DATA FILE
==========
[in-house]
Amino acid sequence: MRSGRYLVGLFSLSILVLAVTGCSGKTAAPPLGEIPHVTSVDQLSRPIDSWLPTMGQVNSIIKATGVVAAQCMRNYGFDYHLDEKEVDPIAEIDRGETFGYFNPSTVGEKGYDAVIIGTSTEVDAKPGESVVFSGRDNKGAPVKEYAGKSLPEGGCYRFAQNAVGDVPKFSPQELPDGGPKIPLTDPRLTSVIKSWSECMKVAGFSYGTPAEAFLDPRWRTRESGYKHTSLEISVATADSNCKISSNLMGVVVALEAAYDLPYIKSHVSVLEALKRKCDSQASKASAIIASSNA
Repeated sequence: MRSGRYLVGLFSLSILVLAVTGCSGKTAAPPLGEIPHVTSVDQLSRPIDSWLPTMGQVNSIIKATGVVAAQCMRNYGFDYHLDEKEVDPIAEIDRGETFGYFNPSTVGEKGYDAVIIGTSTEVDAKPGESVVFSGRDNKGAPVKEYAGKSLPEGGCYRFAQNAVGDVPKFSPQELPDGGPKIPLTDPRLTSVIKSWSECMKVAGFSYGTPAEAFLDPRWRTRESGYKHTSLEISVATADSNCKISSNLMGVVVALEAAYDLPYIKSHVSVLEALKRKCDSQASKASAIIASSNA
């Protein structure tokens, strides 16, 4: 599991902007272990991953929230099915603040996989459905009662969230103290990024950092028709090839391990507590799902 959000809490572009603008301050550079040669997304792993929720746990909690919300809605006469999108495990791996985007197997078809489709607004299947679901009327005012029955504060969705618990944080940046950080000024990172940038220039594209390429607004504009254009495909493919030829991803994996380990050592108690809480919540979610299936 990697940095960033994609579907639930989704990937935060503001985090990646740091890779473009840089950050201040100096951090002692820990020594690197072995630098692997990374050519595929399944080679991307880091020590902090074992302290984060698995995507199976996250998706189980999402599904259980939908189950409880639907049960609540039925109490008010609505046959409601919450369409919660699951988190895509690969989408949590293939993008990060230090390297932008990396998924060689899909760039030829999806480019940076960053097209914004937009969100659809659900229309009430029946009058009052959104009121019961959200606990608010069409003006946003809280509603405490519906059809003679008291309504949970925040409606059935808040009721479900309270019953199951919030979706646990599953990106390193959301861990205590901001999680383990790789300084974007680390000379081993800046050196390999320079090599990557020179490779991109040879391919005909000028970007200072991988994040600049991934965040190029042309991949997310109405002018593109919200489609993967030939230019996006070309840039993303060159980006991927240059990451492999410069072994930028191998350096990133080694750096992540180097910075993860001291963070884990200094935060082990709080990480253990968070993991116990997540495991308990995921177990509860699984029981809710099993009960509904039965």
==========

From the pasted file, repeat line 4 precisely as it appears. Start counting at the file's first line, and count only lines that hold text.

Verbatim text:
């Protein structure tokens, strides 16, 4: 599991902007272990991953929230099915603040996989459905009662969230103290990024950092028709090839391990507590799902 959000809490572009603008301050550079040669997304792993929720746990909690919300809605006469999108495990791996985007197997078809489709607004299947679901009327005012029955504060969705618990944080940046950080000024990172940038220039594209390429607004504009254009495909493919030829991803994996380990050592108690809480919540979610299936 990697940095960033994609579907639930989704990937935060503001985090990646740091890779473009840089950050201040100096951090002692820990020594690197072995630098692997990374050519595929399944080679991307880091020590902090074992302290984060698995995507199976996250998706189980999402599904259980939908189950409880639907049960609540039925109490008010609505046959409601919450369409919660699951988190895509690969989408949590293939993008990060230090390297932008990396998924060689899909760039030829999806480019940076960053097209914004937009969100659809659900229309009430029946009058009052959104009121019961959200606990608010069409003006946003809280509603405490519906059809003679008291309504949970925040409606059935808040009721479900309270019953199951919030979706646990599953990106390193959301861990205590901001999680383990790789300084974007680390000379081993800046050196390999320079090599990557020179490779991109040879391919005909000028970007200072991988994040600049991934965040190029042309991949997310109405002018593109919200489609993967030939230019996006070309840039993303060159980006991927240059990451492999410069072994930028191998350096990133080694750096992540180097910075993860001291963070884990200094935060082990709080990480253990968070993991116990997540495991308990995921177990509860699984029981809710099993009960509904039965």